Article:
It was closer this time. Tougher. For the first time in a long time, there was suspense, at least for a while.
But in the end, the story remained the same.
In one of the oldest rivalries in college football, the Wisconsin defense was better and the Badgers offense was just good enough in a 20-7 victory on Saturday in TCF Bank Stadium.
For the No. 19 Badgers (9-2 overall, 6-1 Big Ten), it was their sixth straight victory overall and their 10th straight against No. 25 Minnesota (8-3, 4-3), meaning the Paul Bunyan Axe will stay in Madison for another year.
The loss ended Minnesota's four-game conference winning streak.
"That's two very good football teams playing against each other," Wisconsin coach Gary Andersen said. "Minnesota is very deserving of walking in here 8-2."
Defensive battle? The Gophers became just the second team to hold Wisconsin below 200 rushing yards this season (197) and held Wisconsin to 324 yards, nearly 200 below its average.
But the Wisconsin defense was better, holding Minnesota's offense scoreless, sacking quarterback Philip Nelson three times, forcing and recovering three fumbles, including one that led to a second-quarter touchdown that gave Wisconsin the lead for good.
Down 7-3 after Minnesota linebacker Aaron Hill's 39-yard interception return for a touchdown early in the second quarter, the Badgers scored the game's final 17 points, led by quarterback Joel Stave (16-of-26 passing, 127 yards and a touchdown) and running back James White (26 carries, 130 yards).
After the game, the Badgers tried to mimic chopping down the goal post in the end zone near the Gophers' locker room, prompting some pushing and shoving.
But it was the Badgers who had the last laugh for the 10th straight time.
"Ten is a solid number," said Badgers linebacker Chris Borland, who had 12 tackles and two fumble recoveries. "We were very proud of it. I think they were moving the ball early on. But we responded well and adjusted to that."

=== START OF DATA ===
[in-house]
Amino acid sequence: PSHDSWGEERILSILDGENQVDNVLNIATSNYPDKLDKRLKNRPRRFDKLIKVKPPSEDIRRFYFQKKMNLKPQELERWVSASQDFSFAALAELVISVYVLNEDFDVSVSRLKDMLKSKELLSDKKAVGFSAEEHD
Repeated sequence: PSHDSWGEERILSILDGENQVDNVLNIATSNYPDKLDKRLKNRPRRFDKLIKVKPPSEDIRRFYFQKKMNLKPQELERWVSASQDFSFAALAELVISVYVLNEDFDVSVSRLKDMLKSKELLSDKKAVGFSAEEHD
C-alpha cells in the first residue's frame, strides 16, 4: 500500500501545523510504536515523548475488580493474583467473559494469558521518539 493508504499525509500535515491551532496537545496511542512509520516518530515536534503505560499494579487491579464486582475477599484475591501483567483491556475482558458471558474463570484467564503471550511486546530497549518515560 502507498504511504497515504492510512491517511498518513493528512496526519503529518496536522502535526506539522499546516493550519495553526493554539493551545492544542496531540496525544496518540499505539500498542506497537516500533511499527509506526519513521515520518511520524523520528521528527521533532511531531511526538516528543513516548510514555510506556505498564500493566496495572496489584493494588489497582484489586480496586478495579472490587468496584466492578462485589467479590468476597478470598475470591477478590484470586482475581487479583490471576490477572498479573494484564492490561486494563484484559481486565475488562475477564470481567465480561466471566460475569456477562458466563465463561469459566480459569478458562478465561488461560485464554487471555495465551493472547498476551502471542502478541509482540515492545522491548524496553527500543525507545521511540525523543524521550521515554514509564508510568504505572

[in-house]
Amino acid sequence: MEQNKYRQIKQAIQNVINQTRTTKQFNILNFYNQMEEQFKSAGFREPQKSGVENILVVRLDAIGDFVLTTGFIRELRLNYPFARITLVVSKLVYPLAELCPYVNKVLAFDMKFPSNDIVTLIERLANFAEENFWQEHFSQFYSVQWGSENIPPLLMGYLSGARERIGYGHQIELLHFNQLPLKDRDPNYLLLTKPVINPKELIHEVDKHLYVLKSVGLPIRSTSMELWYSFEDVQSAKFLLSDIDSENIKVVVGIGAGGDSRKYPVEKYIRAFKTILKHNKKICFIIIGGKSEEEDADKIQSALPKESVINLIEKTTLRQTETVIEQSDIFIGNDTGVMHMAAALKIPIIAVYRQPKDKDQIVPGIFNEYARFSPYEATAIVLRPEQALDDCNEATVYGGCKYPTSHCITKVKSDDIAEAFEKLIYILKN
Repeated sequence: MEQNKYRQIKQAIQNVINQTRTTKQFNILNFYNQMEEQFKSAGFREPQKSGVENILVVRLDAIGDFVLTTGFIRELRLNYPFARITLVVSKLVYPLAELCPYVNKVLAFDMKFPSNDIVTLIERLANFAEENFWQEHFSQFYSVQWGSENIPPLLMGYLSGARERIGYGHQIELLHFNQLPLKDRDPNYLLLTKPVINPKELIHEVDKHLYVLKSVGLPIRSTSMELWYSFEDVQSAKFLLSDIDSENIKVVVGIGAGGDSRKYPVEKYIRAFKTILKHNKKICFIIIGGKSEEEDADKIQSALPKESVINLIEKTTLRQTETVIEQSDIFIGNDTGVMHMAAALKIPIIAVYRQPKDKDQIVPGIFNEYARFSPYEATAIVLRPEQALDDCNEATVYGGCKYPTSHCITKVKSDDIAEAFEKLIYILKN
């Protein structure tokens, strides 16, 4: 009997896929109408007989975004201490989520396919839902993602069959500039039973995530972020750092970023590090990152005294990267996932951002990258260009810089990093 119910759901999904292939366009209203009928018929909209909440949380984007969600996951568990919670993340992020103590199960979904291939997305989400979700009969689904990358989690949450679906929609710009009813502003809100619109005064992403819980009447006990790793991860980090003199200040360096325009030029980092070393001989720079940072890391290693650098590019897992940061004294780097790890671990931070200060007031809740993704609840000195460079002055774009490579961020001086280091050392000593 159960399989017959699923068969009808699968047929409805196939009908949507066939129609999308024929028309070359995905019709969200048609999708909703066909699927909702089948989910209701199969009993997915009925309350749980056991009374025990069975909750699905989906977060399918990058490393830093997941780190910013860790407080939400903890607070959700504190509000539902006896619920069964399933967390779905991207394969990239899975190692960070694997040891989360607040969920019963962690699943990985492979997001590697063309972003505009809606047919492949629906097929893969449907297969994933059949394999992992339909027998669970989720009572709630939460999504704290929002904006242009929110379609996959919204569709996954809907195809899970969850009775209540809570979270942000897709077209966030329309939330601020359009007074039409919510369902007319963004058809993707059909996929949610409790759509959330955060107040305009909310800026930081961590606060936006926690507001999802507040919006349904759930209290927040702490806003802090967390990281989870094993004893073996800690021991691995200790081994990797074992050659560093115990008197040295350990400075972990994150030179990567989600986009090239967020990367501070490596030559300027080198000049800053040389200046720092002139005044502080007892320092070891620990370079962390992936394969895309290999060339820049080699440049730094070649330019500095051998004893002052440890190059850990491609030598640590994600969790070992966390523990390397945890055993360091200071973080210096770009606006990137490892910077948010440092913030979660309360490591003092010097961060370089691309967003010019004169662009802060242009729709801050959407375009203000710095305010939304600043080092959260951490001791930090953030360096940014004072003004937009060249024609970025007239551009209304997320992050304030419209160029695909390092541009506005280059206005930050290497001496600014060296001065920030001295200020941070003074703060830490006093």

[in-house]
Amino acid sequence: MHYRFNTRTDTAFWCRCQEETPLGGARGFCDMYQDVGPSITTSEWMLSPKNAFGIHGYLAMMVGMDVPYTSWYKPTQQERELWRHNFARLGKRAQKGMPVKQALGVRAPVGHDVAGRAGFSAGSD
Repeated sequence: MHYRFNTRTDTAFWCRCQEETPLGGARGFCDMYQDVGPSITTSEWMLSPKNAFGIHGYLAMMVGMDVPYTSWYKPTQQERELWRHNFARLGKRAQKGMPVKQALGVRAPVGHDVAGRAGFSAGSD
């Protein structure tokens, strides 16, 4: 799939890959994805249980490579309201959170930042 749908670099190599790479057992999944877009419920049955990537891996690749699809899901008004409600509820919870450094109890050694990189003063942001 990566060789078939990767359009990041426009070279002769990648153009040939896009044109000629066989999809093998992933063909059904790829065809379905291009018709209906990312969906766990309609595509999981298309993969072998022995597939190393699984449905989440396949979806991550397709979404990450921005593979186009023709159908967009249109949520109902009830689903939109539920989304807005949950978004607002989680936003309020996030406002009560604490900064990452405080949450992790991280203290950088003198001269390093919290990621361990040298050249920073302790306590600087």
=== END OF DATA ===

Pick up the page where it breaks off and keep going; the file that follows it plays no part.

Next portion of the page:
Indeed, the Badgers had a brief lead after Hill's touchdown.
"When he made that play, I felt like it was time to change the course of Wisconsin and Minnesota," Gophers defensive end Ra'Shede Hageman said.
But it wasn't to be. The Badgers hit another gear, turning Nelson's fumble into a five-play, 49-yard drive ended by White's 1-yard TD run with 2:24 left in the half.
Nelson's intentional grounding penalty forced a punt from the end zone, and the Badgers took over at the Minnesota 23 and moved to a first-and-goal at the 3 as the clocked ticked down. But again the Gophers held, with Cedrick Thompson tipping Stave's pass to Derek Watt. Jack Russell's second field goal of the day made it 13-7 at the half.
It didn't take long to learn that Minnesota's goal-line stand hadn't changed the game's momentum. The Badgers took the third-quarter kickoff and marched 83 yards in 12 plays -- Stave was 6 of 6 on the drive -- to go up 20-7 on his 2-yard pass to Jared Abbrederis. That ended the scoring but kept the Badgers' streak intact.
"We played hard," Minnesota coach Jerry Kill said. "Sometimes it doesn't come out the way you want it to. But I thought our guys played hard against a good football team. We had three turnovers. If you take those turnovers away, we might have a tie game."
NOTES: The Gophers did not announce it during the week, but WR Derrick Engel suffered a torn ACL in a practice last Sunday, according to a published report. The injury almost certainly spells the end of his college career for the redshirt senior. ... Caleb Bok sat missed his second game with a concussion after making 20 straight starts at right guard for Minnesota. Foster Bush started in his place. ... Gophers QB Philip Nelson's father played fullback for Wisconsin in the 1970s and Philip grew up in Madison a huge Badgers fan. ... Wisconsin came into the game with a nine-game winning streak in this yearly battle for Paul Bunyan's axe, the longest by either team in the most-played rivalry in the Football Bowl Subdivision. ... This is the first time since 2003 that the Gophers have won at least eight games in a season. ... Saturday's game marked the fourth-coldest game ever between the two teams. The temperature at TCF Bank Stadium at kickoff was 18 degrees. The three coldest games were played in the 1950s. Minnesota played indoors at the Metrodome for 28 years. ... Wisconsin freshman Dan Voltz got his third straight start at center in place of Dallas Lewallen, who has a knee injury. ... Saturday's game was just the second sold-out Minnesota home game this season. The other came against Nebraska.